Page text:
General Sumatra taste?

Discuss flavors, brew temperatures, blending, and cupping notes.
slipchuck
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Postby slipchuck » Apr 23, 2017, 3:40 pm

I realize that they are many different areas of Sumatra, but generally what taste should be in the cup? My shots have a sour start with a bitter after taste. The shots flipped from sour only to sour start and bitter after taste.
They are medium dark about 2-4 days old. 18g coffee with 36-38g output.
Shot time around 23-27 seconds

Thanks

Randy

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Boldjava
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Postby Boldjava » Apr 23, 2017, 4:45 pm

Whose coffee? Look for bug bites on roasted beans. Starting point. Sumatrans can be very sketchy.
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slipchuck
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Postby slipchuck » Apr 23, 2017, 4:47 pm

Boldjava wrote:Whose coffee? Look for bug bites on roasted beans. Starting point. Sumatrans can be very sketchy.

A local micro roaster. Beans have been top notch so far. What do bug bites look like?

Thanks so far

Randy

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Boldjava
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Postby Boldjava » Apr 23, 2017, 5:51 pm

Tiny holes, most often seen at the navel end of the bean, often right on the seam. Have seen many of them elsewhere. If larvae drew nutrition at navel, often will fracture off during roasting.

Sumatrans are probably the most lowly sorted/poorly graded greens we see coming into the US. Some improvement of recent. Many small producers with less than stellar sorting at the central mills, often with pulper damage from rudimentary pulpers on small farms.
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another_jim
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Postby another_jim » Apr 23, 2017, 6:37 pm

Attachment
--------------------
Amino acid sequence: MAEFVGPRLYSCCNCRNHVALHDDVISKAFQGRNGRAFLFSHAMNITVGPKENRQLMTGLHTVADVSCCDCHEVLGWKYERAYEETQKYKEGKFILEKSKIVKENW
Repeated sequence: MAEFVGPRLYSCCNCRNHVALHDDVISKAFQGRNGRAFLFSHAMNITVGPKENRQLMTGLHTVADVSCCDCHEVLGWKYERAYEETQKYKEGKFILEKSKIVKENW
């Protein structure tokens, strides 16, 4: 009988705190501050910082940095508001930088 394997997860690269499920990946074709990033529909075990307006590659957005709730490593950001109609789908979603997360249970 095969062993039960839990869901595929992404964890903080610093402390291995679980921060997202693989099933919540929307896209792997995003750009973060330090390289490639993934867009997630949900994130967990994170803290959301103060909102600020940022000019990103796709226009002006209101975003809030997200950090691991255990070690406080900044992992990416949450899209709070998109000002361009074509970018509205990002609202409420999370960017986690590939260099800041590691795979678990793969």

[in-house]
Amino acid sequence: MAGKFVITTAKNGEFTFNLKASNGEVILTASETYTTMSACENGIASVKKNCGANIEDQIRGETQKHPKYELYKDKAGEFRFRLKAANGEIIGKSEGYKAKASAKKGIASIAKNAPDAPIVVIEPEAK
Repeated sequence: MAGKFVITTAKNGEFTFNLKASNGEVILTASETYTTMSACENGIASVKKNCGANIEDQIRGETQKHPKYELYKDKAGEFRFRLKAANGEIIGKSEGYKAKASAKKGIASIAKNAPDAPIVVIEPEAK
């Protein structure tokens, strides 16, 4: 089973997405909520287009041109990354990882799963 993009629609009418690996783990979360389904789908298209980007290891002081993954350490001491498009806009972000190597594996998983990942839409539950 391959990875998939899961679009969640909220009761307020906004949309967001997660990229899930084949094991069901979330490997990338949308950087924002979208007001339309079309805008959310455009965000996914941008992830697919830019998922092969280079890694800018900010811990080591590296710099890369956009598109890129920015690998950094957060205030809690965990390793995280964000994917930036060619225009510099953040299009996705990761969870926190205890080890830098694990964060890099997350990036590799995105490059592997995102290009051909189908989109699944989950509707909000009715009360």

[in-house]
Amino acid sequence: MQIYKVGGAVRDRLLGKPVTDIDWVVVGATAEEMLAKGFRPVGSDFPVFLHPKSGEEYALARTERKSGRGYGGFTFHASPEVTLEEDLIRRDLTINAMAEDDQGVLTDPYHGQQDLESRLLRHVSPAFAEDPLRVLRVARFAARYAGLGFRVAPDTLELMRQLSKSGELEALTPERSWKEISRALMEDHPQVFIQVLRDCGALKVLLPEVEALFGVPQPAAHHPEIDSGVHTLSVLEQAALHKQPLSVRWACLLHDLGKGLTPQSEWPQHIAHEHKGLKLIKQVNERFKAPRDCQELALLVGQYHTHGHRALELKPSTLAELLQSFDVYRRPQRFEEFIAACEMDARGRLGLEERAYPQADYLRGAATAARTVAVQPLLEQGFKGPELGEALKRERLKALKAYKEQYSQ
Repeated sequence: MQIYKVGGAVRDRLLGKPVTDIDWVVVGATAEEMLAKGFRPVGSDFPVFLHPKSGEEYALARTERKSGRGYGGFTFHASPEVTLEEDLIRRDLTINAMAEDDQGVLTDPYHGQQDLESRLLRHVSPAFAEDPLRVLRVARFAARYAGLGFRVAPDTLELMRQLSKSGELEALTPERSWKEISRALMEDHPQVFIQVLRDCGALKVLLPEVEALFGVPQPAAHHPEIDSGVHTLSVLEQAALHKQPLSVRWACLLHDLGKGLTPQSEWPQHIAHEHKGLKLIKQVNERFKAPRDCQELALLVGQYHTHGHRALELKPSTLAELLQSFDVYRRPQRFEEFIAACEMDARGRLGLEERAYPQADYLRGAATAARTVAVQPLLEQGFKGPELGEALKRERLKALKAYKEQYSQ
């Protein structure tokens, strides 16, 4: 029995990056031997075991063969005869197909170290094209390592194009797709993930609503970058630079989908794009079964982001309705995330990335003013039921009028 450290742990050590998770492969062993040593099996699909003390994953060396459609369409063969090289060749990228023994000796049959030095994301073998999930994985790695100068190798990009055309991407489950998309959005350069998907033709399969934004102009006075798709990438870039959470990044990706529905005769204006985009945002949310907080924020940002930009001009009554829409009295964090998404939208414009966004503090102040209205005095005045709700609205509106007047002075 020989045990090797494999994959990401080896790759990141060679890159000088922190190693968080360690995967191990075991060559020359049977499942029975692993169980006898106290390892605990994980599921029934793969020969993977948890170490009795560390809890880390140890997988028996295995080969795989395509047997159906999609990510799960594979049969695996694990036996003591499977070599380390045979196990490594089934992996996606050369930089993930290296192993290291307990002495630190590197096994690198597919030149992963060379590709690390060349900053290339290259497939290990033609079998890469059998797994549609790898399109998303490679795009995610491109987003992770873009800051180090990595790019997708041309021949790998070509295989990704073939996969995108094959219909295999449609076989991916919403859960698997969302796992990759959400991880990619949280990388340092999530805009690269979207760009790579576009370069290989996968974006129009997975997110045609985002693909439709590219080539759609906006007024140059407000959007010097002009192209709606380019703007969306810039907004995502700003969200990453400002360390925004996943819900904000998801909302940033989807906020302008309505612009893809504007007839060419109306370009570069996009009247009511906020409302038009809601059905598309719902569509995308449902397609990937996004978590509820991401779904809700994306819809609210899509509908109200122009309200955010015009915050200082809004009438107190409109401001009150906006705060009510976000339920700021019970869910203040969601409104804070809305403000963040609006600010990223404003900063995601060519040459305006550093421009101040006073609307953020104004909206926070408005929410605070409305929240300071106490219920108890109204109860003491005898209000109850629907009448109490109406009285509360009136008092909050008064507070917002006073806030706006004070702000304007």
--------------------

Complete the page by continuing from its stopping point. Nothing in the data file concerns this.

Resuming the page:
Good Sumatras have an exotic floral acidity, like flowers in a deep forest, with a deep Uebercoffee roast taste (there's a reason why coffee used to be called Java In the 19th century; the Indonesian islands were the world's main suppliers, and their roast taste is what we think of when we think generic coffee).

A proper Sumatra takes time to roast and likes high heat in the roaster; when I roast them, I use a heavier charge so the roast is slower and hotter than usual. Excessive acidity is not a great thing in a Sumatra, nor is an undeveloped roast taste; it sounds like you may getting both.

borislav
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Postby borislav » May 05, 2017, 6:43 pm

slipchuck wrote:I realize that they are many different areas of Sumatra, but generally what taste should be in the cup?

The Sumatra Mandheling from a local roaster has lots of body, earthy chocolaty flavor and almost zero acidity. It's my favorite single-origin espresso and a nice break from the acid bombs you usually get around here.

2-4 days sounds on the young side. How were they after another few days?

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Svilen
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Postby Svilen » May 18, 2017, 7:30 am

Coffee cup would of course be different depending what area of Sumatra you get the beans from. Unless you keep ordering the the same coffee plantation. Have a look at how stretched the island itself is:
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OkcEspresso
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Postby OkcEspresso » May 18, 2017, 8:07 am

borislav wrote:The Sumatra Mandheling from a local roaster has lots of body, earthy chocolaty flavor and almost zero acidity. It's my favorite single-origin espresso and a nice break from the acid bombs you usually get around here.

2-4 days sounds on the young side. How were they after another few days?


If I were to generalize (as noted- bad idea) to a single word with Sumatrans, it would be earthy. I think this is because of the weird wet-hulling prep used to process the bulk of the Sumatra/Sulawesi beans.

jefflovescoffee
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Postby jefflovescoffee » May 19, 2017, 4:17 pm

I love Sumatra for the bold intense earthy flavor.

stefano
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Postby stefano » May 23, 2017, 3:54 pm

OkcEspresso wrote:If I were to generalize (as noted- bad idea) to a single word with Sumatrans, it would be earthy. I think this is because of the weird wet-hulling prep used to process the bulk of the Sumatra/Sulawesi beans.


Spot on!

 
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